WASHINGTON (Reuters) - U.S. Supreme Court Justice Clarence Thomas says in a memoir that went on sale on Monday that “left-wing zealots” pursued him during his 1991 confirmation hearings with “the age-old blunt instrument of accusing a black man of sexual misconduct.”
In “My Grandfather’s Son,” Thomas denounces his former aide, Anita Hill, who accused him of sexual harassment, for betraying him. He also condemns the liberal interest groups who opposed him because he says they feared he would vote to overturn abortion rights.
“The mob I now faced carried no ropes or guns. Its weapons were smooth-tongued lies spoken into microphones and printed on the front pages of America’s newspapers,” he says of the hearings.
“But it was a mob all the same and its purpose -- to keep the black man in his place -- was unchanged,” says Thomas, 59, a conservative and the second black to serve on the Supreme Court.
Thomas reportedly was paid a $1.5 million advance for the 289-page book, which is currently No. 2 on Amazon.com’s bestseller list. Its release was timed to coincide with the opening of the Supreme Court’s new term.
The sensational charges by Hill resulted in one of the most contentious Senate confirmation battles in history, engulfing the entire nation in a debate over sexual harassment.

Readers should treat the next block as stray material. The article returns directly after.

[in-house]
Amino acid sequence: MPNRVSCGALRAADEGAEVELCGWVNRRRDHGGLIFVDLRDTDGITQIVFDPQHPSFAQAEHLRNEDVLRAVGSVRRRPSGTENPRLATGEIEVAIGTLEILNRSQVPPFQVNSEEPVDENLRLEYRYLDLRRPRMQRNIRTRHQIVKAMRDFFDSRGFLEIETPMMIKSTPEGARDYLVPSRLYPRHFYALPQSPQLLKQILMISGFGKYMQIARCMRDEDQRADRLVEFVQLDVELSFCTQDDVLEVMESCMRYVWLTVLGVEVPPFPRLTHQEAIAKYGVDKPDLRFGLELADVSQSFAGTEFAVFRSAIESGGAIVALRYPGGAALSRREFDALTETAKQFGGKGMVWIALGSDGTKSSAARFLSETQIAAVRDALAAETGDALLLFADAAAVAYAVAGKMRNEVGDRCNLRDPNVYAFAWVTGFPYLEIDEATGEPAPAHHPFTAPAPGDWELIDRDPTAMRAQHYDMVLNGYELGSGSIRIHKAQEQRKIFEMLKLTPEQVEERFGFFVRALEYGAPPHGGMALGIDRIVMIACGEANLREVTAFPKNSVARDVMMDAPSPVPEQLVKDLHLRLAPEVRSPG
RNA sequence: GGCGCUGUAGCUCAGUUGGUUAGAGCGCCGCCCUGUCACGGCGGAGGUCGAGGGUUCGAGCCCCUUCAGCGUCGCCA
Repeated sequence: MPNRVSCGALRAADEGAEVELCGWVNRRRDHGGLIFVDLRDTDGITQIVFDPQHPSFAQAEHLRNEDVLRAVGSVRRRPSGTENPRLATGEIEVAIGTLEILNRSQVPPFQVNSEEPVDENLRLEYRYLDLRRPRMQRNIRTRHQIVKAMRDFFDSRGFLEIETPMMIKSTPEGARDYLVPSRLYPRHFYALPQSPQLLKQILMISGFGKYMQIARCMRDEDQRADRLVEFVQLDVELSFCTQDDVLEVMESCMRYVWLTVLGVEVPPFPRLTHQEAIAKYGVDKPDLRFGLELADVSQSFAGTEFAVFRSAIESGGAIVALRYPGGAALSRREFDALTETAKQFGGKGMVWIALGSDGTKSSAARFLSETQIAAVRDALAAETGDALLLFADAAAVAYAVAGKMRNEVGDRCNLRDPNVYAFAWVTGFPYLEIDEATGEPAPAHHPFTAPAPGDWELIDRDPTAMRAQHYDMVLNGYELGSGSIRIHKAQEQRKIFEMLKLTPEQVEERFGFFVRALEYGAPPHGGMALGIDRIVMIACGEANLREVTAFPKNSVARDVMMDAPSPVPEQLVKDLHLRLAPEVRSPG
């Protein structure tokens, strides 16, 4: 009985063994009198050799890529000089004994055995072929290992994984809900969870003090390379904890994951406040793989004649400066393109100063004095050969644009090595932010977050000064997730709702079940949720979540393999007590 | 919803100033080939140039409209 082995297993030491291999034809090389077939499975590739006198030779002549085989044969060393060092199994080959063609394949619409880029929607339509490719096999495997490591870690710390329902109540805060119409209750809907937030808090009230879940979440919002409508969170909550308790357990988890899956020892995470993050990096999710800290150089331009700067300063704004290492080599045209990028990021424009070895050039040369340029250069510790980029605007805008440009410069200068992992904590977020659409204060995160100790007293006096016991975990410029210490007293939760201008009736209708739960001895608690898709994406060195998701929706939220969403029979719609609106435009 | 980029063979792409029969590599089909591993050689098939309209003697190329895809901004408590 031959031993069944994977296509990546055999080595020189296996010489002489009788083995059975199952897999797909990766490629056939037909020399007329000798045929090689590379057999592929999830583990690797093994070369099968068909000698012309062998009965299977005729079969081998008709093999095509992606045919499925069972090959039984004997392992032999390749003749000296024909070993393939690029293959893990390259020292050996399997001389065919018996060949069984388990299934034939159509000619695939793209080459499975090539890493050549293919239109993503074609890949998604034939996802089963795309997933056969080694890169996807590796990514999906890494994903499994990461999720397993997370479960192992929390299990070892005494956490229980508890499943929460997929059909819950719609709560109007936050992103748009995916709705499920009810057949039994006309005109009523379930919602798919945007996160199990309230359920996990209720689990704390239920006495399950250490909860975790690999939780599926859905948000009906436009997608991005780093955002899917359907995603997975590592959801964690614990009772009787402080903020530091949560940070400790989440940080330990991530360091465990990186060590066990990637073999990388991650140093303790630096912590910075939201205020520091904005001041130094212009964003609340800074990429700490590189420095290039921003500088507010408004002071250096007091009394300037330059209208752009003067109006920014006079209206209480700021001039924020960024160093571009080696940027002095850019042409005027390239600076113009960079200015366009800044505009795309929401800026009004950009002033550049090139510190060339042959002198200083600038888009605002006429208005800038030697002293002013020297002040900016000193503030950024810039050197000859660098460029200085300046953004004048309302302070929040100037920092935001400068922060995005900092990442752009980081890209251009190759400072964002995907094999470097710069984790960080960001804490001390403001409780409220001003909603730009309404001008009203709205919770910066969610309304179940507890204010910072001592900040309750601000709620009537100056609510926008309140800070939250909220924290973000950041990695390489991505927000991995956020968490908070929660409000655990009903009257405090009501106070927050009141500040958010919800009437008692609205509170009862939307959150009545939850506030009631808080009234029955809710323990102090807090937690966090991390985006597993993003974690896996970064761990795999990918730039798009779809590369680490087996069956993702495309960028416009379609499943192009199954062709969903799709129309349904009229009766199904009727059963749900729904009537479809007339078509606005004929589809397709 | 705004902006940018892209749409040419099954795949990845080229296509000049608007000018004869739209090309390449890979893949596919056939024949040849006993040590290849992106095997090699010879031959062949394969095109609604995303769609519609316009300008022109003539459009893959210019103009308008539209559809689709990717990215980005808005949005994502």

Hill, a law professor, charged that Thomas had badgered her for dates and offended her with sexually explicit talk when she was his aide at a government agency from 1981 to 1983.
A furious Thomas denied all the charges and raised his own countercharges of racism and victimization. He denounced the hearing as “a high-tech lynching for uppity blacks.”
In his book, Thomas says that as a child growing up in the South, he feared the lynch mobs of the Ku Klux Klan.
“My worst fears had come to pass not in Georgia, but in Washington, D.C., where I was being pursued not by bigots in white robes, but by left-wing zealots draped in flowing sanctimony,” he wrote.
President George H.W. Bush in 1991 nominated Thomas to fill the Supreme Court vacancy created by the retirement of Thurgood Marshall, a liberal, a civil rights crusader and the first black on the court.
Thomas says that Hill during the hearings had been falsely transformed into a conservative, devoutly religious Reagan administration employee.
Thomas said that only three employees from the agency, the Equal Employment Opportunity Commission, would support Hill’s version, and all of them had been fired or left on bad terms.
Thomas also writes that he encountered racism when he was studying to be a Roman Catholic priest in the late 1960s. He left the seminary, disillusioned with his faith and the church’s silence on the treatment of blacks in America.
“I have often thought that my life might well have followed a different route had the church been as adamant about ending racism then as it is about ending abortion now” he writes.
The book covers his up-from-poverty story from tiny Pinpoint, Georgia, and his upbringing by his grandfather. It ends with his account of the confirmation hearings.